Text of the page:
Importantly, not all ministries are created equally. While there have been an equal number of extremely qualified women and men appointed, men hold some of the most pivotal portfolios of Defense, Finance and Foreign Affairs. Further, three days after the historic cabinet appointments, it became clear that, after reading between the lines of the job descriptions, 5 of the 15 women cabinet ministers – including Ministers Hajdu and Qualtraugh – were actually appointed to more junior-level positions, known as Ministers of State. Canadian Ministers of State are paid CAD$20 000 less than other cabinet ministers; therefore, one third of the women appointed to cabinet would still be receiving a lower salary than other cabinet members. The Liberal party claims that this technicality will be changed retroactively and that these five women will be paid the same as other ministers, though at the time this post was written, it still remains unclear as to when this change will take effect, or why they were named Ministers of State in the first place.
Furthermore, while Prime Minister Trudeau is expected to name Katie Telford, the Liberal Party national campaign director, his new Chief of Staff, the key role of leader in the Prime Minister’s transition team has gone to Peter Harder. Harder is the president of the Canada China Business Council, “a powerful group of corporate and bureaucratic strivers that is functionally indistinguishable from the old and discredited Liberal party establishment that Canadian voters unseated a decade ago.” So while Canadians watched the swearing-in of the most diverse cabinet in Canadian history from outside Rideau Hall, the behind-the-scenes gender power dynamics, less visible to the public eye, may point to some of the limits of Prime Minister Trudeau’s brand of progress and equality.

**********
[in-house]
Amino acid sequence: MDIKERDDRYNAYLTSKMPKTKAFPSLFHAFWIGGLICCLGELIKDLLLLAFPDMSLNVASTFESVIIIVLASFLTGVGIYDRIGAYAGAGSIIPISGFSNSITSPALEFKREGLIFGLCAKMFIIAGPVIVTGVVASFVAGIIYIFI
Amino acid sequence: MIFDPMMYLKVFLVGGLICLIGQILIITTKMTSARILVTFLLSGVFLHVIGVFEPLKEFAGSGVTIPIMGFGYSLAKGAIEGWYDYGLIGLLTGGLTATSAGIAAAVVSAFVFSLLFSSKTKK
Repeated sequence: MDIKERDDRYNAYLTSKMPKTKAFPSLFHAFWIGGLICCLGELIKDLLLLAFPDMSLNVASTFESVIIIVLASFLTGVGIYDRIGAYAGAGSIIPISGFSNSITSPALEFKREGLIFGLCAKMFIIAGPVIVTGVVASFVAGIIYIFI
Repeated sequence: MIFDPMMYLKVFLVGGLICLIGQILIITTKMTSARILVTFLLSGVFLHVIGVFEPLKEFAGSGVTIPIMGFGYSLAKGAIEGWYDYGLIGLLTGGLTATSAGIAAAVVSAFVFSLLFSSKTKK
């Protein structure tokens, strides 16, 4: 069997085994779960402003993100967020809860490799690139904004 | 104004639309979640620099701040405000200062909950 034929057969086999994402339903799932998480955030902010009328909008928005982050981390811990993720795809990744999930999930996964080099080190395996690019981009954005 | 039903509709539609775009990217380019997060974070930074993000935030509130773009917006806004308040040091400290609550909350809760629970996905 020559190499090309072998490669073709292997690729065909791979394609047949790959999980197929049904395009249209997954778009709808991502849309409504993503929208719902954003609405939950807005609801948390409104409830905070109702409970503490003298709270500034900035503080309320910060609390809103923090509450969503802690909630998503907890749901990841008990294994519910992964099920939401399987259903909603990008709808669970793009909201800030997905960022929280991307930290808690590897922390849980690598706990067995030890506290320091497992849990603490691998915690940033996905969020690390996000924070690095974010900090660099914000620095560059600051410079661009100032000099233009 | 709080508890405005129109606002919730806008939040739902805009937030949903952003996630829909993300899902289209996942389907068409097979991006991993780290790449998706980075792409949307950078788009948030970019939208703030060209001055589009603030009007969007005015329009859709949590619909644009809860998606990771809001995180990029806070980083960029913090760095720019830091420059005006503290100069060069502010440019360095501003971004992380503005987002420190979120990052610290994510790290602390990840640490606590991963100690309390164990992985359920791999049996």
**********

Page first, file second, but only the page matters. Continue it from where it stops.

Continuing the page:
And what does Canada look like in 2015 anyway? Arguably, the image of Canada tolerant, welcoming, diverse Canada is also a (neo)colonial construct. While Canada became the first country in the world to institute multiculturalism as official government policy in 1971, Canada’s brand of multiculturalism is not without its limitations. This policy emerged the same year former Prime Minister Pierre Elliot Trudeau (the current Prime Minister’s father) failed to institute the “White Paper”, which aimed to erase the legal category of “Indian” and end state treaty obligations rather than deal with the systemic issues of racism and inequality faced by Aboriginal people in Canada. In instituting the more palatable multiculturalist approach, all Canadian citizens and their cultural heritages were made equal – but only in so far as their cultural approaches did not infringe on the status quo.
A more contemporary example of this can be seen in current Prime Minister Trudeau’s recent voting record. Harper’s Conservatives came under fire for passing a controversial Bill S-7, the “Zero Tolerance for Barbaric Cultural Practices Act” in June, which has been critiqued by many groups for its racist and implied Islamophobic undertones. Yet, Canadians seem quick to forget that Prime Minister Trudeau and his Liberal Party supported and voted with the Conservatives on this bill Prime Minister Trudeau also was absent for the vote on Bill C-24, the “Strengthening Canadian Citizenship Act”, which created a two-tier structure of Canadian citizenship for dual-citizenship holders (he has since criticized the law, promising to repeal it). The Prime Minister also voted for Harper’s controversial Bill C-51, the “Anti-Terrorism Act”, which gave government spy agencies CSIS and CSEC – the Canadian equivalents to MI-5 and GCHQ, respectively – the right to spy on citizens without a warrant and has been critiqued as being unconstitutional. Arguably, these controversial pieces of legislation sought to alienate some Canadians from others on racial grounds, and Prime Minister Trudeau – for whom a three-word sound bite of a progress narrative has gone viral – either actively supported them, or did nothing to challenge them.